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sideline assessment of concussion

Lost in Translation: The Perils of Tweeting About Concussions

One of the things I try to do every day is carve out time to keep up with what people are saying on Twitter, and occasionally throwing in my two-cents worth. For those of you reading this blog who follow MomsTEAM on Twitter, it won't come as any big surprise that concussions in sports seems to be the topic that most often lights up the youth sports Twittersphere.

But as anyone active on Twitter also knows, condensing one's thoughts into 140 character "tweets" is often a challenge, and can sometimes leave a lot to be desired, especially when one is talking about a subject as complex as concussions.

Last night was one of those times.

As anyone active on Twitter knows, condensing one's thoughts into 140 character "tweets" is often a challenge, especially when one is talking about a subject as complex as concussions. Last night was one of those times.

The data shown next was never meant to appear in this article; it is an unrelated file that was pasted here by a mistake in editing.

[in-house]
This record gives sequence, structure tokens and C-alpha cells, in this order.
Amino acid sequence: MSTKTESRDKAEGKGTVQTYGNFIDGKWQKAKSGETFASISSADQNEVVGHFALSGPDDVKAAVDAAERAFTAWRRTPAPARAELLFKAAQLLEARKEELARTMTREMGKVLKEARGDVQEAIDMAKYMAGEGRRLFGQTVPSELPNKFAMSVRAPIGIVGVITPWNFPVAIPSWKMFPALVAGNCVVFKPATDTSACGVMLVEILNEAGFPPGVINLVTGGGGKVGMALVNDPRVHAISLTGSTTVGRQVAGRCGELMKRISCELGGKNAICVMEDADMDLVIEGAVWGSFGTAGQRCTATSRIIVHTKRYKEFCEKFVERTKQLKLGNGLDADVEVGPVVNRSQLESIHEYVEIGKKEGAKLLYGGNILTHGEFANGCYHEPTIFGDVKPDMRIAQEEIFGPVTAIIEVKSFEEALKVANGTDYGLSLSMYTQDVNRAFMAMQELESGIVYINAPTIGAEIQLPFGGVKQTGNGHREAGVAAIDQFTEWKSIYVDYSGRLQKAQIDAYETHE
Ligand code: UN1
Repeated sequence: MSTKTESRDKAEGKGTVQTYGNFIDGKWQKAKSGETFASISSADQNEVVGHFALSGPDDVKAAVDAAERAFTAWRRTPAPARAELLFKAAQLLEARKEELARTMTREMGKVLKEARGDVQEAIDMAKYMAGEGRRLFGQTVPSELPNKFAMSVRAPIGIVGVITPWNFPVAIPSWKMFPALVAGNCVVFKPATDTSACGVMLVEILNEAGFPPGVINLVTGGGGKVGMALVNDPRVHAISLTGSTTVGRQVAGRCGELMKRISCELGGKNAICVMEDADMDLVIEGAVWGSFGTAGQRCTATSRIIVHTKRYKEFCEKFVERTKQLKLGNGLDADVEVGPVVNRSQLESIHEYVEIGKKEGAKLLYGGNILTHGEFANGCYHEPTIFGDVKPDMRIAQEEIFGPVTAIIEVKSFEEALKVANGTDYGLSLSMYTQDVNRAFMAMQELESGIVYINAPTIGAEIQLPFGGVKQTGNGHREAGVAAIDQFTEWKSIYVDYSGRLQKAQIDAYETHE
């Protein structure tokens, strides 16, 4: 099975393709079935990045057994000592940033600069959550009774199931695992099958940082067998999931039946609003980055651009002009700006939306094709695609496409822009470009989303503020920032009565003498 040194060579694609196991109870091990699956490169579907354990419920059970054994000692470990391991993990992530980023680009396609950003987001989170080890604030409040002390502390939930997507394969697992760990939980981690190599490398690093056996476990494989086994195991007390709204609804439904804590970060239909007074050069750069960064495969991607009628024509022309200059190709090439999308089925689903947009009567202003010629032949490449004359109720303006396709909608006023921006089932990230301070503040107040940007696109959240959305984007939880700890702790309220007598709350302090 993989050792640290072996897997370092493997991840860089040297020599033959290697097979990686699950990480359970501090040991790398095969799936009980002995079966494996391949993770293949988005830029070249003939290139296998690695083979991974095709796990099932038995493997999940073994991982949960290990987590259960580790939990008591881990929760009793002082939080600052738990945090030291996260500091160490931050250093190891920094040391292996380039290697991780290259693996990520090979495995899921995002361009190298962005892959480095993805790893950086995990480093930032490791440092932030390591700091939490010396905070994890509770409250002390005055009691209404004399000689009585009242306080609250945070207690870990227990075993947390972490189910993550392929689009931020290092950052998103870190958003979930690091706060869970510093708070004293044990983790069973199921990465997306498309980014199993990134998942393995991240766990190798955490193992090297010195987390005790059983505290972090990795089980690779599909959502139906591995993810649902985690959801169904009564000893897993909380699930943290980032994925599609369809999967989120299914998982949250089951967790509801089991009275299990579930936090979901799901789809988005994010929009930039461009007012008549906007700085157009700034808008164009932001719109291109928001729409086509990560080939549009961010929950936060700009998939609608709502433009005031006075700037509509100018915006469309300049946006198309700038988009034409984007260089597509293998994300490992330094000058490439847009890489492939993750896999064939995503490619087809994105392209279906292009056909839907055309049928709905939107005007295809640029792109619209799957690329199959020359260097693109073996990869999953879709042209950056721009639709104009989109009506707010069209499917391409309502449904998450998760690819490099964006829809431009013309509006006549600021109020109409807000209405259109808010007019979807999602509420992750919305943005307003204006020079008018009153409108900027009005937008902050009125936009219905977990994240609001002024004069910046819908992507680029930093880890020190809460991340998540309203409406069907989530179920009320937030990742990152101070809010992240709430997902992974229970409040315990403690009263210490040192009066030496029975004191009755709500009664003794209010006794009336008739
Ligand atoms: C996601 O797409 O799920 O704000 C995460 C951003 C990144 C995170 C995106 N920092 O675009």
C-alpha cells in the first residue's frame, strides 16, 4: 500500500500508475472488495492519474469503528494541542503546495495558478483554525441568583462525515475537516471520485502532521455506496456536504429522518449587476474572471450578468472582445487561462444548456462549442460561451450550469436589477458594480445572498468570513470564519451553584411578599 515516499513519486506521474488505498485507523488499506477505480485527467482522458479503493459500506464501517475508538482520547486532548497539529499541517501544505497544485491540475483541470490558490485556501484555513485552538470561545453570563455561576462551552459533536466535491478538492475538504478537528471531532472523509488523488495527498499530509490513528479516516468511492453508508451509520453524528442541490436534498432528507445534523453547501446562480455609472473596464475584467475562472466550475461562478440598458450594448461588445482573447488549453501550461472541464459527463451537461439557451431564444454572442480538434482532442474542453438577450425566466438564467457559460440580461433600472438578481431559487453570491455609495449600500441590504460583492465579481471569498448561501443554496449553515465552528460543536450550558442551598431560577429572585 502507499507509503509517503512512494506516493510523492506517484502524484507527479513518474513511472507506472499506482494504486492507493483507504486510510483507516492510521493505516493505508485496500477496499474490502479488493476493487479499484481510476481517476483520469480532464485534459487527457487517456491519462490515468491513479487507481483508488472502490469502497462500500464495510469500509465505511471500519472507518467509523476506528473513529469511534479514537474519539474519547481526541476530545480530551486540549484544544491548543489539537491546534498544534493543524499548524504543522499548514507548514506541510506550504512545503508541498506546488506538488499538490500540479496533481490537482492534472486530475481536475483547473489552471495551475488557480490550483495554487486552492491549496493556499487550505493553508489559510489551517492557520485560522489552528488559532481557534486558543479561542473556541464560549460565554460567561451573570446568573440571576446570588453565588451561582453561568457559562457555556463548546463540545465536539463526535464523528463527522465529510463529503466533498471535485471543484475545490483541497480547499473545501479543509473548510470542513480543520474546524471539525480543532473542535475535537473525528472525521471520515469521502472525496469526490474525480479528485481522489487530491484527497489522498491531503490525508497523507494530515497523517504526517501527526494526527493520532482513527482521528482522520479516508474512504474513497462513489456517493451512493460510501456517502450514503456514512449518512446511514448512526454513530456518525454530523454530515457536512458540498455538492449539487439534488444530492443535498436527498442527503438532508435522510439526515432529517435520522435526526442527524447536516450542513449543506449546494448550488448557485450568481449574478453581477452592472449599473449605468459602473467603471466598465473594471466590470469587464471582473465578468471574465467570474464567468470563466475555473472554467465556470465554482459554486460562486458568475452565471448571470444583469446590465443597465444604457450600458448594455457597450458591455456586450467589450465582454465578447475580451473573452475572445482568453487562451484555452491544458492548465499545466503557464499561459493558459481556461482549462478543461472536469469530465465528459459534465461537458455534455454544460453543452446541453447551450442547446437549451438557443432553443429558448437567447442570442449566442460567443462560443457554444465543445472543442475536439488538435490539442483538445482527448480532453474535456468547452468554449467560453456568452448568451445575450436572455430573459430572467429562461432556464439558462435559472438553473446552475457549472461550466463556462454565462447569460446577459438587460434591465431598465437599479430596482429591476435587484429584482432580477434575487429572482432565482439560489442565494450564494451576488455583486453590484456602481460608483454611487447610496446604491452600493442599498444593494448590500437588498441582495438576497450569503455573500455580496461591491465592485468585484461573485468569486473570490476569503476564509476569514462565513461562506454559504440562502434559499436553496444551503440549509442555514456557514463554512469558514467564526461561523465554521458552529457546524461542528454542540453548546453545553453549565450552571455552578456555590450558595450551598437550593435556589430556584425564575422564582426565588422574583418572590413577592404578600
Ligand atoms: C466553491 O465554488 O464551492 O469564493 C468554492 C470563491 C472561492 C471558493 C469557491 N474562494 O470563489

King-Devick Testing Kits For Chicago Schools: Just One Tool In Concussion Tool Box

Last week's announcement that a foundation named in honor of the late Chicago Bear Dave Duerson had donated a King-Devick test kit to each of Chicago Public School's 80 high school football programs for use in assessing athletes for suspected concussion on the sports sideline, and that the foundation will work with CPS and the K-D Test manufacturer to implement system-wide testing, was welcome news.

So too was that the Dave Duerson Family Foundation, thru individual and corporate sponsors, plans to roll out its program in other cities in the U.S.

The announcement that the Dave Duerson Foundation was donating a King-Devick test kit to all 80 Chicago high school football programs was welcome news, but it isn't a magic bullet in sideline concussion assessment.
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